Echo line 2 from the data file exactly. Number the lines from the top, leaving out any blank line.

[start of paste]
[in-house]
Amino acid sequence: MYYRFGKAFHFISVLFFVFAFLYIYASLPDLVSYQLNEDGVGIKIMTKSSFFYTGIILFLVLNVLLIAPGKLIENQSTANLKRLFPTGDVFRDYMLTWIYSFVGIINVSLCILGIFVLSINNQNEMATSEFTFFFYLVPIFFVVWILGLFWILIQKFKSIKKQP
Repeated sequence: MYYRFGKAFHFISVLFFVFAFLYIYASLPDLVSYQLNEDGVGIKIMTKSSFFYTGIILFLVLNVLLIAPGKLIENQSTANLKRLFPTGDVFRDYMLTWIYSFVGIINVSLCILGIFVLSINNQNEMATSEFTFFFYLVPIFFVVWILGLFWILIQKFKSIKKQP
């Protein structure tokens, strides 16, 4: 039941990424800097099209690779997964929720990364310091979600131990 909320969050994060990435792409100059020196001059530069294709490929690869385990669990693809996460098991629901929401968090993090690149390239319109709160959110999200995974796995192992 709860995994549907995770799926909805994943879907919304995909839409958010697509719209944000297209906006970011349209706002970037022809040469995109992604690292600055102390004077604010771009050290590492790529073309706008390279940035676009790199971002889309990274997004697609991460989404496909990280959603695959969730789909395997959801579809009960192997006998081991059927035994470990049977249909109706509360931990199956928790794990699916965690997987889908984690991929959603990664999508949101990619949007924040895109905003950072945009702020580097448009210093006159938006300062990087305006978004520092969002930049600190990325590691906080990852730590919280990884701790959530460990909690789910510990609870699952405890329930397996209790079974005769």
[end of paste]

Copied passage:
Amino acid sequence: MYYRFGKAFHFISVLFFVFAFLYIYASLPDLVSYQLNEDGVGIKIMTKSSFFYTGIILFLVLNVLLIAPGKLIENQSTANLKRLFPTGDVFRDYMLTWIYSFVGIINVSLCILGIFVLSINNQNEMATSEFTFFFYLVPIFFVVWILGLFWILIQKFKSIKKQP